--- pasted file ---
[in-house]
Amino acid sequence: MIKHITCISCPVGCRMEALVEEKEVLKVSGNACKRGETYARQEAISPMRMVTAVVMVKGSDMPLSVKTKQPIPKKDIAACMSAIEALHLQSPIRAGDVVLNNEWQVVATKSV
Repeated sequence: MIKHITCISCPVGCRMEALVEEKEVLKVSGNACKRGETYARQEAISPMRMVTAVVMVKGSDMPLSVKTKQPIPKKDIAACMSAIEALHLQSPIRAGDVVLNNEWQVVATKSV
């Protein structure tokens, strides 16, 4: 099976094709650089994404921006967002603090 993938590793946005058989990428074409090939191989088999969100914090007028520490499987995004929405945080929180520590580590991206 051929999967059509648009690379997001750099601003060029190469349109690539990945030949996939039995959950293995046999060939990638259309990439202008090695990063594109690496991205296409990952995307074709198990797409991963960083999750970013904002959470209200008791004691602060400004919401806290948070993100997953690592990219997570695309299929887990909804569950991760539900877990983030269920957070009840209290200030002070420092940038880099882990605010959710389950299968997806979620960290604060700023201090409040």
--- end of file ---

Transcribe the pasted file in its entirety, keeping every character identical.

[in-house]
Amino acid sequence: MIKHITCISCPVGCRMEALVEEKEVLKVSGNACKRGETYARQEAISPMRMVTAVVMVKGSDMPLSVKTKQPIPKKDIAACMSAIEALHLQSPIRAGDVVLNNEWQVVATKSV
Repeated sequence: MIKHITCISCPVGCRMEALVEEKEVLKVSGNACKRGETYARQEAISPMRMVTAVVMVKGSDMPLSVKTKQPIPKKDIAACMSAIEALHLQSPIRAGDVVLNNEWQVVATKSV
């Protein structure tokens, strides 16, 4: 099976094709650089994404921006967002603090 993938590793946005058989990428074409090939191989088999969100914090007028520490499987995004929405945080929180520590580590991206 051929999967059509648009690379997001750099601003060029190469349109690539990945030949996939039995959950293995046999060939990638259309990439202008090695990063594109690496991205296409990952995307074709198990797409991963960083999750970013904002959470209200008791004691602060400004919401806290948070993100997953690592990219997570695309299929887990909804569950991760539900877990983030269920957070009840209290200030002070420092940038880099882990605010959710389950299968997806979620960290604060700023201090409040």